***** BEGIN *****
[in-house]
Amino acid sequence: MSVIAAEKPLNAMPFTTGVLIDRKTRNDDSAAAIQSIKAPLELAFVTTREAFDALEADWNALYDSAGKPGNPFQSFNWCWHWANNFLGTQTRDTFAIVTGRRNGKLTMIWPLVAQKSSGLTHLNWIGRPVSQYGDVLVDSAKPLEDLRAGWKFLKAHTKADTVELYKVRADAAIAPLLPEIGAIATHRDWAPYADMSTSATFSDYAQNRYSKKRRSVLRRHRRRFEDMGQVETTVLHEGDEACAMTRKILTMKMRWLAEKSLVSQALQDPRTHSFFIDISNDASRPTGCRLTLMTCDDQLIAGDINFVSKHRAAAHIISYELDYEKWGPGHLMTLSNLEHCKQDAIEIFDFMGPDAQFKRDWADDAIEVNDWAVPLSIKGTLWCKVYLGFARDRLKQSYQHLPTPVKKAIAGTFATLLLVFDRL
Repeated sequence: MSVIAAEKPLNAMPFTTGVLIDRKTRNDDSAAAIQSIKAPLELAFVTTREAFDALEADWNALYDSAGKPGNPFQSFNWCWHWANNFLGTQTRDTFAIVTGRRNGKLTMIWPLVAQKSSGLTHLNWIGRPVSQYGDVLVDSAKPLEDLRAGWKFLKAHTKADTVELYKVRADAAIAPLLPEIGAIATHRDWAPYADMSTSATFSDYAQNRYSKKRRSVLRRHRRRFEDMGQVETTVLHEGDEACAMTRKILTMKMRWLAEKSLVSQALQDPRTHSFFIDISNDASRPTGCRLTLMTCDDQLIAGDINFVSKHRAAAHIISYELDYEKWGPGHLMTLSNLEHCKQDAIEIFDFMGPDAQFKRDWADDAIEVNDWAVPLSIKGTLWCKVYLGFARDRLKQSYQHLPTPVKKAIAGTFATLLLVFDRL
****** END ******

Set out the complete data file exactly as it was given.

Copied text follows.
[in-house]
Amino acid sequence: MSVIAAEKPLNAMPFTTGVLIDRKTRNDDSAAAIQSIKAPLELAFVTTREAFDALEADWNALYDSAGKPGNPFQSFNWCWHWANNFLGTQTRDTFAIVTGRRNGKLTMIWPLVAQKSSGLTHLNWIGRPVSQYGDVLVDSAKPLEDLRAGWKFLKAHTKADTVELYKVRADAAIAPLLPEIGAIATHRDWAPYADMSTSATFSDYAQNRYSKKRRSVLRRHRRRFEDMGQVETTVLHEGDEACAMTRKILTMKMRWLAEKSLVSQALQDPRTHSFFIDISNDASRPTGCRLTLMTCDDQLIAGDINFVSKHRAAAHIISYELDYEKWGPGHLMTLSNLEHCKQDAIEIFDFMGPDAQFKRDWADDAIEVNDWAVPLSIKGTLWCKVYLGFARDRLKQSYQHLPTPVKKAIAGTFATLLLVFDRL
Repeated sequence: MSVIAAEKPLNAMPFTTGVLIDRKTRNDDSAAAIQSIKAPLELAFVTTREAFDALEADWNALYDSAGKPGNPFQSFNWCWHWANNFLGTQTRDTFAIVTGRRNGKLTMIWPLVAQKSSGLTHLNWIGRPVSQYGDVLVDSAKPLEDLRAGWKFLKAHTKADTVELYKVRADAAIAPLLPEIGAIATHRDWAPYADMSTSATFSDYAQNRYSKKRRSVLRRHRRRFEDMGQVETTVLHEGDEACAMTRKILTMKMRWLAEKSLVSQALQDPRTHSFFIDISNDASRPTGCRLTLMTCDDQLIAGDINFVSKHRAAAHIISYELDYEKWGPGHLMTLSNLEHCKQDAIEIFDFMGPDAQFKRDWADDAIEVNDWAVPLSIKGTLWCKVYLGFARDRLKQSYQHLPTPVKKAIAGTFATLLLVFDRL